Last update:

Khoikhoi and San peoples: Rooibos Access and Benefit-sharing Agreement, South Africa

The South African indigenous Khoi Khoi and San communities in Cederberg region were recognized as traditional knowledge holders to the uses of Rooibos through an industry-wide Access and Benefit-sharing Agreement of novel extent.


The South African indigenous Khoi Khoi and San communities of the Cederberg region have concluded an industry-wide Access and Benefit-sharing Agreement concerning the commercialization of Rooibos leaves as herbal tea. An Access and Benefit-Sharing Agreement is a legal tool ensuring equitable sharing of resources, including the monetary value these generate. It stems from the Nagoya Protocol of 2010 which serves as a supplement to the 1992 United Nations Convention on Biological Diversity (CoB) which South Africa ratified in 2004 nationally by adopting the National Environmental Management: Biodiversity Act and further detailed in the Bioprospecting Access and Benefit Sharing (BABS) Regulations of 2008 [1] [9]. The Nagoya Protocol seeks to implement the CoB’s objective of “fair and equitable sharing of benefits arising from the utilization of genetic resources, including by appropriate access to genetic resources and by appropriate transfer of relevant technologies, taking into account all rights over those resources and to technologies, and by appropriate funding.” [2][12] and explicitly extends the application of Access and Benefit-sharing Agreements to traditional knowledge. The CoB defines traditional knowledge as "knowledge, innovations and practices of indigenous and local communities embodying traditional lifestyles relevant for the conservation and sustainable use of biological diversity" [3].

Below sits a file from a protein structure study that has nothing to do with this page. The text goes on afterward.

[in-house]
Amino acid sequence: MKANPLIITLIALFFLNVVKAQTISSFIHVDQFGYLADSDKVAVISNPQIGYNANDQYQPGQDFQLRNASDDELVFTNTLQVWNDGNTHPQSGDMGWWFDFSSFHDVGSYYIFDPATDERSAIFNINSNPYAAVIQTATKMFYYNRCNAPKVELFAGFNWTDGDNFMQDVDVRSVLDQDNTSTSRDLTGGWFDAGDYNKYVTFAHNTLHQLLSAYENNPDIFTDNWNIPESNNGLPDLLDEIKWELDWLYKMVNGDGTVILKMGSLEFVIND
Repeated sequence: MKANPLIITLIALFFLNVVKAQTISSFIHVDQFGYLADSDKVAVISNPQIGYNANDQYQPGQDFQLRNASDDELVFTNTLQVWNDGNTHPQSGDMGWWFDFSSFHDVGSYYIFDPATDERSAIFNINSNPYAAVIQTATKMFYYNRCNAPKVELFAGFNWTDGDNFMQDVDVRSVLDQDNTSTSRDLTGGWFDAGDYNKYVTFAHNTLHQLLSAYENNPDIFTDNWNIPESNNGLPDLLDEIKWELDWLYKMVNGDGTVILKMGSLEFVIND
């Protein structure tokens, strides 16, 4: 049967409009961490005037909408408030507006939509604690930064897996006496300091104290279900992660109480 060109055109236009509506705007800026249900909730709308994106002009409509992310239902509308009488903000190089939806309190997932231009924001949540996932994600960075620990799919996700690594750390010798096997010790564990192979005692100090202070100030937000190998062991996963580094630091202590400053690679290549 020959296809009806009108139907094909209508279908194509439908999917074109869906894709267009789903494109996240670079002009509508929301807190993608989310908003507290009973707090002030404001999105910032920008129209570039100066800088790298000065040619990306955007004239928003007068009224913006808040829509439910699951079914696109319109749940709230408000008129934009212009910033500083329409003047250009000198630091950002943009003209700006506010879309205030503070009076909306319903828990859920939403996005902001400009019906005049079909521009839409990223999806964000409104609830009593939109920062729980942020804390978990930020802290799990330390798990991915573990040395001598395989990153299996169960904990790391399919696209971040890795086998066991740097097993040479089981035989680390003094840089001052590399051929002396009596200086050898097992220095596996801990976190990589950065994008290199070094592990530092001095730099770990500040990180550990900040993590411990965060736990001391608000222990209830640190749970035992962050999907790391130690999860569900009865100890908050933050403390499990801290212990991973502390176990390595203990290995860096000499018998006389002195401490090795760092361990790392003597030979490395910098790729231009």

See more
Basic Data
Name of conflict:Khoikhoi and San peoples: Rooibos Access and Benefit-sharing Agreement, South Africa
Country:South Africa
State or province:Western Cape
Location of conflict:Cederberg
Accuracy of locationMEDIUM (Regional level)
Source of Conflict
Type of conflict. 1st level:Biomass and Land Conflicts (Forests, Agriculture, Fisheries and Livestock Management)
Type of conflict. 2nd level:Biopiracy and bio-prospection
Land acquisition conflicts
Specific commodities:Rooibos leaves, Traditional knowledge
Biological resources
Project Details and Actors
Project details

South Africa produces ca. 20,000 tons of Rooibos tea annually [8].

See more
Project area:8,007
Type of populationRural
Affected Population:190,000
Start of the conflict:01/09/2010
End of the conflict:25/03/2019
Company names or state enterprises:South African Rooibos Council (SARY) from South Africa - Represented the interest of the Rooibos industry in negotiations.
Relevant government actors:South African Department of Environmental Affairs (DEA)
Environmental justice organizations (and other supporters) and their websites, if available:Natural Justice (
Conflict & Mobilization
IntensityLOW (some local organising)
Reaction stageMobilization for reparations once impacts have been felt
Groups mobilizing:Farmers
Indigenous groups or traditional communities
Local ejos
Ethnically/racially discriminated groups
Khoikhoi and San peoples
Forms of mobilization:Community-based participative research (popular epidemiology studies, etc..)
Official complaint letters and petitions
Appeals/recourse to economic valuation of the environment
Negotiation of Access and Benefit-sharing Agreement
Environmental ImpactsPotential: Biodiversity loss (wildlife, agro-diversity), Soil contamination
Socio-economical ImpactsVisible: Land dispossession
Potential: Loss of traditional knowledge/practices/cultures
Other socio-economic impactsEnhancement of socio-economic inequalities